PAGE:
Generally, federal criminal liability is not triggered until the firearm participates in “interstate and foreign commerce”, meaning that it crossed a state boundary or international border.

Michigan law does not prohibit the creation and possession of homemade guns, but there are several restrictions that residents should be aware of:

  • SHORT-BARREL WEAPONS – Generally, “[a] person shall not make, manufacture, transfer, or possess a short-barreled shotgun or a short-barreled rifle” in Michigan.  MCL 750.224b(1). A “short-barreled rifle” means a rifle having 1 or more barrels less than 16 inches in length or a weapon made from a rifle, whether by alteration, modification, or otherwise, if the weapon as modified has an overall length of less than 26 inches. MCL 750.222(k).  A “short-barreled shotgun” means a shotgun having 1 or more barrels less than 18 inches in length or a weapon made from a shotgun, whether by alteration, modification, or otherwise, if the weapon as modified has an overall length of less than 26 inches. MCL 750.222(l).  Any person who unlawfully violates this law is guilty of a felony punishable by a fine up to $2,500.00 or up to 5 years in prison, or both.  MCL 750.224b(2).  However, it is a complete defense if the short-barreled shotgun or short-barreled rifle is lawfully made, manufactured, transferred, or possessed under federal law and registered on the National Firearms Registrations and Transfer Record (which allows and includes short-barreled shotguns and short-barreled rifles).  MCL 750.224b(3).
  • ALTERING OR REMOVING PREEXISTING PARTS – It is one thing to build a firearm that never had a serial number because it is homemade, but it is a completely different issue to build a firearm from preexisting parts where serial numbers are changed or eliminated. “A person who shall wilfully alter, remove, or obliterate the name of the maker, model, manufacturer’s number, or other mark of identity of a pistol or other firearm, shall be guilty of a felony, punishable by imprisonment for not more than 2 years or fine of not more than $1,000.00.”  MCL 750.230.  “Possession of a firearm upon which the number shall have been altered, removed, or obliterated (other than an antique firearm) shall be presumptive evidence that the possessor has altered, removed, or obliterated the same.”  Id.
  • PISTOL REGISTRATION – Even if you create a homemade pistol, it will still be subject to registration with the State of Michigan. “Pistol” means a loaded or unloaded firearm that is 26 inches or less in length, or a loaded or unloaded firearm that by its construction and appearance conceals itself as a firearm.  MCL 750.222(f).  “[A] person shall not purchase, carry, possess, or transport a pistol in this state without first having obtained a license for the pistol…”.  MCL 28.422(1).  A person who fails to license a pistol within 10 days of acquisition is liable for a civil infraction punishable by a fine up to $250.00.  MCL 28.422(5).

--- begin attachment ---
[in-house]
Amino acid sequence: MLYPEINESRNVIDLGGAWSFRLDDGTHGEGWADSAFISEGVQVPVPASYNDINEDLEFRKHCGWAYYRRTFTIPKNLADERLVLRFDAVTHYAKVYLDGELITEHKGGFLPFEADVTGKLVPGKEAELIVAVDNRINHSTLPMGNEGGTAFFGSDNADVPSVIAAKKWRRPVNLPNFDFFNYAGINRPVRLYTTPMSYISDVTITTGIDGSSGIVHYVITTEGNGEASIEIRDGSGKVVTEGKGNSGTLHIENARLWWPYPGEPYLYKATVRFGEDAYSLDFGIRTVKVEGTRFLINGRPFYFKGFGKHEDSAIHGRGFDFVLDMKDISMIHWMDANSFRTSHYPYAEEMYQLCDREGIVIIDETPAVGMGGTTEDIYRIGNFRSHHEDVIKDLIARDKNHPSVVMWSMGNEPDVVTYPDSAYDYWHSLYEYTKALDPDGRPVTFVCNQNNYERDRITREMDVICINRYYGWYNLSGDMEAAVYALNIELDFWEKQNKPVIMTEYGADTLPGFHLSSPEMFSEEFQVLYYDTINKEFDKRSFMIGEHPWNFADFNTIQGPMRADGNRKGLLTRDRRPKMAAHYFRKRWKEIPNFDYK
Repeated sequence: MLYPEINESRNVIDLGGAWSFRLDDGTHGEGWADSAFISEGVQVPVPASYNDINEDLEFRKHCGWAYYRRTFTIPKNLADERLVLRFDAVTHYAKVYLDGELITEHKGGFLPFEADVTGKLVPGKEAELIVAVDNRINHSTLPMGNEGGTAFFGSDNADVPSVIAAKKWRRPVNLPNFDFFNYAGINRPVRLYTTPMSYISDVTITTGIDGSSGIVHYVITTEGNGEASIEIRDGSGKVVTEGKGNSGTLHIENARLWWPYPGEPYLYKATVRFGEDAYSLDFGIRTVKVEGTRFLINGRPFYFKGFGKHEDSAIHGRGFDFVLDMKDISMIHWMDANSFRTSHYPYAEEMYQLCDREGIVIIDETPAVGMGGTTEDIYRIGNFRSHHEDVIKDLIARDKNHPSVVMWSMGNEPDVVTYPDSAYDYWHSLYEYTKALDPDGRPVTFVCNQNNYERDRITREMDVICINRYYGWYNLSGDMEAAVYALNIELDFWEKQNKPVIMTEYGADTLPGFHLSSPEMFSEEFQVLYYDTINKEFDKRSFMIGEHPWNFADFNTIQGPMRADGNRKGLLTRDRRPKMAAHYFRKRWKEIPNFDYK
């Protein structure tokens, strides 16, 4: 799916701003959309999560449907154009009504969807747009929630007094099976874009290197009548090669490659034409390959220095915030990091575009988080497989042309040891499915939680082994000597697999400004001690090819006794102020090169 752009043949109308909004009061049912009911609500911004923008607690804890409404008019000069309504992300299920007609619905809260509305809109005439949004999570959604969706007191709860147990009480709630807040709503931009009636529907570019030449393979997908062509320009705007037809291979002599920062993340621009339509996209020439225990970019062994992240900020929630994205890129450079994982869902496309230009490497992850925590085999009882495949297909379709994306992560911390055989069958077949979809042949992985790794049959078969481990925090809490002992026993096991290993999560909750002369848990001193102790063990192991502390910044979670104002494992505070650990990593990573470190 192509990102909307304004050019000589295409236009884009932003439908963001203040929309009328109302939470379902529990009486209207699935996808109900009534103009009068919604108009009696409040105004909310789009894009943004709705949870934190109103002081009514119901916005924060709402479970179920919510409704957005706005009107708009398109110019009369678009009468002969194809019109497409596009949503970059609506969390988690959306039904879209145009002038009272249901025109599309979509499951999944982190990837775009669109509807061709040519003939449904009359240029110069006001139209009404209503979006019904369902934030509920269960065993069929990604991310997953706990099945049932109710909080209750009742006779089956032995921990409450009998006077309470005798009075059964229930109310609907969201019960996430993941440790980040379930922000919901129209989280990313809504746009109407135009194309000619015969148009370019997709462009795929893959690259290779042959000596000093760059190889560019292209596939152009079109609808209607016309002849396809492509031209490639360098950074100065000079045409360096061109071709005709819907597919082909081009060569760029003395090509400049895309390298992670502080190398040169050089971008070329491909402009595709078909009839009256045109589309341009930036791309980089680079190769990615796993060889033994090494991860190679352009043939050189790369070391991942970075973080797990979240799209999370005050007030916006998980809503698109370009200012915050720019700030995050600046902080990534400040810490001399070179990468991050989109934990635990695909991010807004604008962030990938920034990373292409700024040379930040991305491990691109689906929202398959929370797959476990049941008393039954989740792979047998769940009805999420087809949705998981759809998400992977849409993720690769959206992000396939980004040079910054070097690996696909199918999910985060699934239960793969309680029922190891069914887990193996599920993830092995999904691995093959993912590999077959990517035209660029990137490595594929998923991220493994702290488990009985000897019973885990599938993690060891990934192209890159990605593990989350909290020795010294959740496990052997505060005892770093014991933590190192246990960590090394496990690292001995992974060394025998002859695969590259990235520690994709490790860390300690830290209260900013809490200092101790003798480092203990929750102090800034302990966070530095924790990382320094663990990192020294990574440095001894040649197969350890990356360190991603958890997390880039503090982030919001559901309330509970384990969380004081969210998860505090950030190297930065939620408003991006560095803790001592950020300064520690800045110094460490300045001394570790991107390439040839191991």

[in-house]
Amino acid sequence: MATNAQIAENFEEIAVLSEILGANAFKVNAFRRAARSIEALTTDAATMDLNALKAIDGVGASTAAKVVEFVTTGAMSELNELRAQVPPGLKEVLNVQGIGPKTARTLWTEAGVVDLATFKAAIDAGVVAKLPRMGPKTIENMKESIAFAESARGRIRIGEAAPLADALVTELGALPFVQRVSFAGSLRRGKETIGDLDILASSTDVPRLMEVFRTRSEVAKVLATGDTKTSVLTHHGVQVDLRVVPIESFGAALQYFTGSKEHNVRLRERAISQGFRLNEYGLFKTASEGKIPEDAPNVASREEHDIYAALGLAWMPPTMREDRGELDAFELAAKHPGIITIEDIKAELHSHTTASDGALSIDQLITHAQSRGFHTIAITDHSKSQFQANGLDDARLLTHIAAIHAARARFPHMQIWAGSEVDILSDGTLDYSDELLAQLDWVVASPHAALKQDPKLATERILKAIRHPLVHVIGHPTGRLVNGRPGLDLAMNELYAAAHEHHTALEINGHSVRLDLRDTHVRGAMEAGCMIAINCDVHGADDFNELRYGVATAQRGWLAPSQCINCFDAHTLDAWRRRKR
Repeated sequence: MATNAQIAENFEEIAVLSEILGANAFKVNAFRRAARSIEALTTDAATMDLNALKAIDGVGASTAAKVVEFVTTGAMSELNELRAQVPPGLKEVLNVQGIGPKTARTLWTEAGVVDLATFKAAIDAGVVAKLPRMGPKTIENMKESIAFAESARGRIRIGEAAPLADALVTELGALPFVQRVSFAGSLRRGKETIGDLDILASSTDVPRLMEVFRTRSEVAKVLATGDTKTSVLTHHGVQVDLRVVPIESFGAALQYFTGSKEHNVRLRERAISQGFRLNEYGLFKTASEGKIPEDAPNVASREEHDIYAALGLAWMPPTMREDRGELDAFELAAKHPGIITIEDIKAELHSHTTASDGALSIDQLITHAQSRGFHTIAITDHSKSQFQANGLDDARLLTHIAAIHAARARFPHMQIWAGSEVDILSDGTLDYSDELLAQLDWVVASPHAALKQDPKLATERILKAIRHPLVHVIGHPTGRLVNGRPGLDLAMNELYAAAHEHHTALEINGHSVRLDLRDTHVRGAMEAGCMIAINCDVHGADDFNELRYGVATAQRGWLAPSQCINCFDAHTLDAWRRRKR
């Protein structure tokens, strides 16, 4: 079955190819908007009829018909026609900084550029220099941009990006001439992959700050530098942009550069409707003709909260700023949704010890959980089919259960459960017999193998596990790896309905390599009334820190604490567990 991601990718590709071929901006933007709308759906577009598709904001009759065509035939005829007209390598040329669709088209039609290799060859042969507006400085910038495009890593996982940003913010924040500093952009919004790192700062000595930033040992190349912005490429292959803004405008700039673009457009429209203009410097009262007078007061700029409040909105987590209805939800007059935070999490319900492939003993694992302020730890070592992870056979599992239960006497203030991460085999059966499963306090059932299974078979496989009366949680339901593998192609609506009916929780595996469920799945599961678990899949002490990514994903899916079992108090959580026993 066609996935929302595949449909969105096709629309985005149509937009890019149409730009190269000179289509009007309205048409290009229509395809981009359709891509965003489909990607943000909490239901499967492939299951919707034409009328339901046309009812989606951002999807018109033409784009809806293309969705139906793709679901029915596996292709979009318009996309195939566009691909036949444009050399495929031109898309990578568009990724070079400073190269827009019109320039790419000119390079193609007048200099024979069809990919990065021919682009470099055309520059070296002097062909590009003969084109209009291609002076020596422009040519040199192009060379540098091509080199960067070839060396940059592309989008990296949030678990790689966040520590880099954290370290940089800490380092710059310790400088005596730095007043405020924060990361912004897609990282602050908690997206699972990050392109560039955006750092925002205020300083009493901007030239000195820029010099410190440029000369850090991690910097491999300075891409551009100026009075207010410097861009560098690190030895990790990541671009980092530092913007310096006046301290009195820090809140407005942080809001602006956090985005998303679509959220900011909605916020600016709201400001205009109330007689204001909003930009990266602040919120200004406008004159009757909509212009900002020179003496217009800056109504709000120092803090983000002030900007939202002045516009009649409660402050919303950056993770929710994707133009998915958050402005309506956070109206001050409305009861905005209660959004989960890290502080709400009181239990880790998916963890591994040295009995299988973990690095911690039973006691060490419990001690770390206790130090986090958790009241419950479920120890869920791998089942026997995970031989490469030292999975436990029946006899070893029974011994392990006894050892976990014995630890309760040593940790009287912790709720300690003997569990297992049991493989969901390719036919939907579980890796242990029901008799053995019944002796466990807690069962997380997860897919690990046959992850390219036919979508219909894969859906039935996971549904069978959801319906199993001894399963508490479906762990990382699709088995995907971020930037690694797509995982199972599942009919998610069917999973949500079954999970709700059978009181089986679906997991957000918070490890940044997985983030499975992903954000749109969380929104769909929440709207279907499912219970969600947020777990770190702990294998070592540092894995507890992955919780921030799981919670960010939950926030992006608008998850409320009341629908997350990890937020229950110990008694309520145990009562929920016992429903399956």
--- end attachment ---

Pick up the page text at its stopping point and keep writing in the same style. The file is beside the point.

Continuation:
• JUVENILE IN POSSESSION OF FIREARM – “[A]n individual less than 18 years of age shall not possess a firearm in public except under the direct supervision of an individual 18 years of age or older.” MCL 750.234f(1).  This doesn’t apply if the minor possesses a firearm in accordance with the Natural Resources and Environmental Protection Act.  In addition, “an individual less than 18 years of age may possess a firearm without a hunting license while at, or going to or from, a recognized target range or trap or skeet shooting ground if, while going to or from the range or ground, the firearm is enclosed and securely fastened in a case or locked in the trunk of a motor vehicle.”  MCL 750.234f(2).  A person who violates this law is guilty of a misdemeanor punishable by a fine up to $100.00 or up to 90 days in jail, or both.  MCL 750.234f(3).

If you have aspirations to construct your own firearm, it is critical that you understand all of the federal and state laws that could apply to your newly assembled weapon.  It is a good idea to consult with a skilled criminal defense lawyer ahead of time.  If you have any questions about firearm laws, do not hesitate to contact the experienced attorneys at Kershaw, Vititoe & Jedinak PLC for assistance today.